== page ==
New research in perceptual psychology and brain science is revealing that our senses pick up information about the world that we thought was only available to other species, Lawrence Rosenblum, professor of psychology at the University of California, Riverside, writes in a new book, "See What I'm Saying: The Extraordinary Powers of Our Five Senses" (Norton, 2010), published this month.
"We have hidden sensory channels we're using all the time. This enables us to perceive things, often without awareness of where we get the information," Rosenblum says. His 350-page book is aimed at getting people interested in new research on the senses. He uses numerous examples of people who have strengthened sight, hearing, smell, taste or touch — such as blind baseball players and a sommelier who can taste the vintage of a fine wine — to explain how the brain uses multiple senses and the subtlest information to perceive the world, and suggests ways to further develop those senses.
Brain-imaging and other tools have enabled researchers in the last decade to discover that the human brain is capable of changing its structure and organization — a process called neuroplasticity — as it is influenced by experience.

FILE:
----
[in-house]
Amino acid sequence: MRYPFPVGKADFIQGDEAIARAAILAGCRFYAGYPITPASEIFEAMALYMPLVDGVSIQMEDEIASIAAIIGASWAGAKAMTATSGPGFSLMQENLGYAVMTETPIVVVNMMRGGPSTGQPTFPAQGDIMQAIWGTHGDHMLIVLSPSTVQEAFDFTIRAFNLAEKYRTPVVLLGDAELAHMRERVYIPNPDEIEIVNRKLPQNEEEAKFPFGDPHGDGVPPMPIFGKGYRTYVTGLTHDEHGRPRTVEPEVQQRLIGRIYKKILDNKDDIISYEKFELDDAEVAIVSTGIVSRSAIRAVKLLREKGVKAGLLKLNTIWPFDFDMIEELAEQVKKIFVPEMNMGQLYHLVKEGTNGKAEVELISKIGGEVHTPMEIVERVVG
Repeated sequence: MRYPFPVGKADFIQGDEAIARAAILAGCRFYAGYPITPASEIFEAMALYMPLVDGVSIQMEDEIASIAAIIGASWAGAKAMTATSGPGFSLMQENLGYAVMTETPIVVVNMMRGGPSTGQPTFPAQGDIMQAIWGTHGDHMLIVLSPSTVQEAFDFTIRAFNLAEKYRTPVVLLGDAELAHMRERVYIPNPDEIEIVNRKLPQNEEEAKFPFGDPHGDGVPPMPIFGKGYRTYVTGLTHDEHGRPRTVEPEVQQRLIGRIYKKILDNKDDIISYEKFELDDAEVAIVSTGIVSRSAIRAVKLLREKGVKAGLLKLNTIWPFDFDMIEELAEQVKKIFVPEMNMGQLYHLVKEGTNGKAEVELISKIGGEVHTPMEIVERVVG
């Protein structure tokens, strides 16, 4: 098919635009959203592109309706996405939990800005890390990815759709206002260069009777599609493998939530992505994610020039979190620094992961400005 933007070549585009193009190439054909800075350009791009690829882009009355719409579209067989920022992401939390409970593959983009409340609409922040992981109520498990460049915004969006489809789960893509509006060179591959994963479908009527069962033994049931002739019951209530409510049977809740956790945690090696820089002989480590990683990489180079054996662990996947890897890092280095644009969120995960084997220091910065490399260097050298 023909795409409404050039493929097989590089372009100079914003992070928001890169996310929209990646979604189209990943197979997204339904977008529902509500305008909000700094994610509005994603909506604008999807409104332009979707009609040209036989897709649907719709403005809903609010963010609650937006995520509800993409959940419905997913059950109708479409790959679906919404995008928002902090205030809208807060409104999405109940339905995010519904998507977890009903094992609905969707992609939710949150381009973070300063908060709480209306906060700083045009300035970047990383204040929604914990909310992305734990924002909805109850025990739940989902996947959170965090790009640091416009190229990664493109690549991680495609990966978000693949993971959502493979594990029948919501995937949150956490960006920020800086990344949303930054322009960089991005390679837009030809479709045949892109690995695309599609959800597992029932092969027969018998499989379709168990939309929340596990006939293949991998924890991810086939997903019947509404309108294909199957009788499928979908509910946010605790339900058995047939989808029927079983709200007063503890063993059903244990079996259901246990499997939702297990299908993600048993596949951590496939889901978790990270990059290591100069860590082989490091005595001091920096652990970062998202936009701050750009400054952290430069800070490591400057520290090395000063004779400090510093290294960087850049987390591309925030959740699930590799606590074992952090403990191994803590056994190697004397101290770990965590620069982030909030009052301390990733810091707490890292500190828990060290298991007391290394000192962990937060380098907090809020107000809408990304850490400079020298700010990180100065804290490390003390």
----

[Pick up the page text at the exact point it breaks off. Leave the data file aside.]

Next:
"It turns out that vacant areas of the brain are co-opted, and this can happen if you're blindfolded for only 90 minutes," he says. Removing sight as a sensory power can quickly enhance the senses of hearing, and even smell, for example.
Still, even without sensory loss, we already accomplish many of these exotic sensory skills. "We all have an onboard sonar system and a type of absolute pitch; and we all can perceive speech from seeing and even touching faces," Rosenblum writes in "See What I'm Saying." "What's more, we engage many of these skills all day long. What largely distinguishes the expert perceiver from the rest of us is the same thing that gets us from here to Carnegie Hall: practice."
Rosenblum has spent two decades studying multisensory perception, lipreading and hearing. His research has been supported by the National Science Foundation and the National Institutes of Health. He is internationally known for his research on risks the inaudibility of hybrid cars pose for blind and other pedestrians.